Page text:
Taxi Caveman – Galactic Slope Review

I’ll not proclaim any prior knowledge of this band, nor even a particular affinity for their advertised genre of stoner metal. These Polish gents were selected on the bases of an excellent name and central conceit of an album featuring just 2 tracks over 30 minutes. Over that length of time, I was at least assured that it would not be too taxing to review Taxi Caveman. Interestingly, Galactic Slope is described on its one sheet as a sophomore bridge between their debut and third album, the expression of which suggests to me that it’s not a substantial release in its own right. Given there are but 2 tracks, and at great risk of editorial wrath, I’ll take each in turn.

“… and the Druids Turn to Sand” turns in a curious but compelling fusion of progressive rock and stoner metal. Its lively drumming and warm guitars recall Taxi Caveman’s compatriots Weedpecker, exhibiting a whimsy and levity that ensures it’s a fun listen. It tracks a course through a core loop that underpins much of the song, one minute only distinguishing itself from another through the gently noodling guitar solo at the top of the mix. There’s an almost-imperceptible swell into something a little meatier and more substantial for the concluding minutes but it doesn’t truly escape the gentle sway characterizing the majority. It isn’t always the most demanding music but it’s a pleasant listen and will slowly wind through your head.

If the opener is progressive stoner, then the closer is more like doomy stoner. “Death Cards” is more destructive, stomping across its musical landscape with a darker and more powerful sound. It has a stronger riff orientation, made more obvious through the thicker guitar tone. Like “…and the Druids,” it’s very repetitive, but unlike “… and the Druids” it plods rather than meanders. “Death Cards” is by some margin the lesser of the two halves of Galactic Slope. The first half has an intriguing and light-hearted approach which overcomes its simplicity and repetition, but the second fails to replace this with really compelling leads. None are bad, but none are particularly good either. It counter-intuitively has less energy even though it’s heavier. I find myself pausing it far more and struggling to maintain my focus.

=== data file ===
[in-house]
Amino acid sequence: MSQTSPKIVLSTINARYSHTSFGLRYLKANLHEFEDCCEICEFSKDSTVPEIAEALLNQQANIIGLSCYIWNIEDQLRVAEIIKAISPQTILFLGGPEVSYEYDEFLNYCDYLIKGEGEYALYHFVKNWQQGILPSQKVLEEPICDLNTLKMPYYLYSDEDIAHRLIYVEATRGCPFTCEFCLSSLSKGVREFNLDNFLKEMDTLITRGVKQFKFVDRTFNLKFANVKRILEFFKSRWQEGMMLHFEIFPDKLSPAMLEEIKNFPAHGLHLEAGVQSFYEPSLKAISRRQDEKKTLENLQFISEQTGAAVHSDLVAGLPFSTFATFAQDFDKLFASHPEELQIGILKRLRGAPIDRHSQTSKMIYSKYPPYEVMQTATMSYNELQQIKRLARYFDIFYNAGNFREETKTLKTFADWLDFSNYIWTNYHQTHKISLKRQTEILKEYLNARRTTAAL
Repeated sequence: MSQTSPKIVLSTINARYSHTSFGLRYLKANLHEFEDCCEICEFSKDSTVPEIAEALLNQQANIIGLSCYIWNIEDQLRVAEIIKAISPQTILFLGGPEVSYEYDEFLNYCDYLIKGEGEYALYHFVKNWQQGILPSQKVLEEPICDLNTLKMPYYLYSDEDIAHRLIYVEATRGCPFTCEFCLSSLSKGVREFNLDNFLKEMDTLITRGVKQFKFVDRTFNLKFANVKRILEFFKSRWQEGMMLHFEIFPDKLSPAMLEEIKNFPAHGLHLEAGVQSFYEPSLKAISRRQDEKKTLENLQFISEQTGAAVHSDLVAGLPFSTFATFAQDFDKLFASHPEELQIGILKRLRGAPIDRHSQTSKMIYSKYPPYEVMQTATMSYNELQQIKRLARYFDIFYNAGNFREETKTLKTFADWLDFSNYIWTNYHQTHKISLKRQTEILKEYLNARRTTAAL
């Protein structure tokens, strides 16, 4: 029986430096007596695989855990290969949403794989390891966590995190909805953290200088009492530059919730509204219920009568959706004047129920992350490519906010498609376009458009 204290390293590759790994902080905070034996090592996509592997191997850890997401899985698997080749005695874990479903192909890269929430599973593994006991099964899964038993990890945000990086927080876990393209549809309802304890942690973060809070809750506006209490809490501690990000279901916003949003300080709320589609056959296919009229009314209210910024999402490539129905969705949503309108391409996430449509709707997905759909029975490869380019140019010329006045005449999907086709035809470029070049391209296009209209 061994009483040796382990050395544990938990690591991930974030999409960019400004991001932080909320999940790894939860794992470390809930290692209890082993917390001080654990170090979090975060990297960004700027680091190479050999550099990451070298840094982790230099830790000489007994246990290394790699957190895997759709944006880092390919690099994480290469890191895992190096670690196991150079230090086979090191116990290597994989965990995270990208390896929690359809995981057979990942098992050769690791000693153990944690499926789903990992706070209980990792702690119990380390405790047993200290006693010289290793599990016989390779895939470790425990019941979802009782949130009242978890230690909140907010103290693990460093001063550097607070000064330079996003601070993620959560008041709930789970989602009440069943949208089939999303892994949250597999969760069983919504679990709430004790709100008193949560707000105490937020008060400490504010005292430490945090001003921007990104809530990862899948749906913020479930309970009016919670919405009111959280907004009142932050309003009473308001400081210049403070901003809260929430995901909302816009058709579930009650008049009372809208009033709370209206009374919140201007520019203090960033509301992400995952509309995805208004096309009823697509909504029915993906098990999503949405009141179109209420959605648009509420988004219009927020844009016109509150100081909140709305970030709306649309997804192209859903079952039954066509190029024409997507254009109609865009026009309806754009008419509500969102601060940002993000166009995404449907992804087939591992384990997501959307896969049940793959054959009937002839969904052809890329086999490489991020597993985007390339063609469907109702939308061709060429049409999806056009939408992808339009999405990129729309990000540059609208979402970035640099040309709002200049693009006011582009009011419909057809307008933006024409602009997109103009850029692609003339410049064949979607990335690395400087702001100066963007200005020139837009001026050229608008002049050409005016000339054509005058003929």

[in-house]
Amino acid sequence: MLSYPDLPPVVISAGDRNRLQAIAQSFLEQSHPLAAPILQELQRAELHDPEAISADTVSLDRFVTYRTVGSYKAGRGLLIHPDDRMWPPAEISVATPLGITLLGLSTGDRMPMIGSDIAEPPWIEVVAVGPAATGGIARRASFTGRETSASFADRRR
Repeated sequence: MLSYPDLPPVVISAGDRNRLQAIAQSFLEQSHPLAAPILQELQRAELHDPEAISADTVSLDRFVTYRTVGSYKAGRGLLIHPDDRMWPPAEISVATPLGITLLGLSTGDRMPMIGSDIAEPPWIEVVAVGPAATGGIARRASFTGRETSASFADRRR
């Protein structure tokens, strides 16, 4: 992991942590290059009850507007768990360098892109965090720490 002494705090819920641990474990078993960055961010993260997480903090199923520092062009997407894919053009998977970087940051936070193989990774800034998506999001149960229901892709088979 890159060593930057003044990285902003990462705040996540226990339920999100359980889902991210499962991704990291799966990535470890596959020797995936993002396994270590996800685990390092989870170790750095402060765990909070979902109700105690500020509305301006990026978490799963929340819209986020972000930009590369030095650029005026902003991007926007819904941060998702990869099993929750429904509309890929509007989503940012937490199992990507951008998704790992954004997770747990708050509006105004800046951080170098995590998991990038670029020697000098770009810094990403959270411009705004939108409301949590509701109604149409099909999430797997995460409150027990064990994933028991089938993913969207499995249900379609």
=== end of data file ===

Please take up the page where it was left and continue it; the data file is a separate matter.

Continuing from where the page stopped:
Both halves of Galactic Slope center around their guitars as the focal instrument, and the consistency of stoner music sits across the whole length. But even across the progressive/doom split depicting different sides to Taxi Caveman’s sound, the key commonality is the songs’ improvised nature. As already mentioned, there’s plenty of repetition and only extremely gradual development across both tracks. The development which is present is fairly directionless, other than each becoming a little heavier for their finales. This is somewhat disappointing given how much time you need to invest into each track. And despite the chunkier riffs on “Death Cards,” the leads aren’t especially showy or dominant across the whole release, largely leaving the guitars to build texture and meandering solos. I get the distinct sense that these songs weren’t fully written-down at any point in their production.

Galactic Slope isn’t the most demanding listen and is far from essential. In this iteration, Taxi Caveman lack both edge and finesse, producing warm but poorly defined songs. There are lots of stoner-influenced bands that the album could have been released by. And yet it’s reasonably enjoyable as background listening, especially across “… and the Druids.” They’re a band that knows how to use texture and how to create free-form, intriguing music. It may be a little too slow, a little too repetitive and a little too lilting, but if you can accept these deficiencies then its strengths will shine a little too.

Rating: 2.5/5.0
DR: 10 | Format Reviewed: 320 kbps MP3
Label: Interstellar Smoke Records
Websites: |
Releases worldwide: September 9th, 2022

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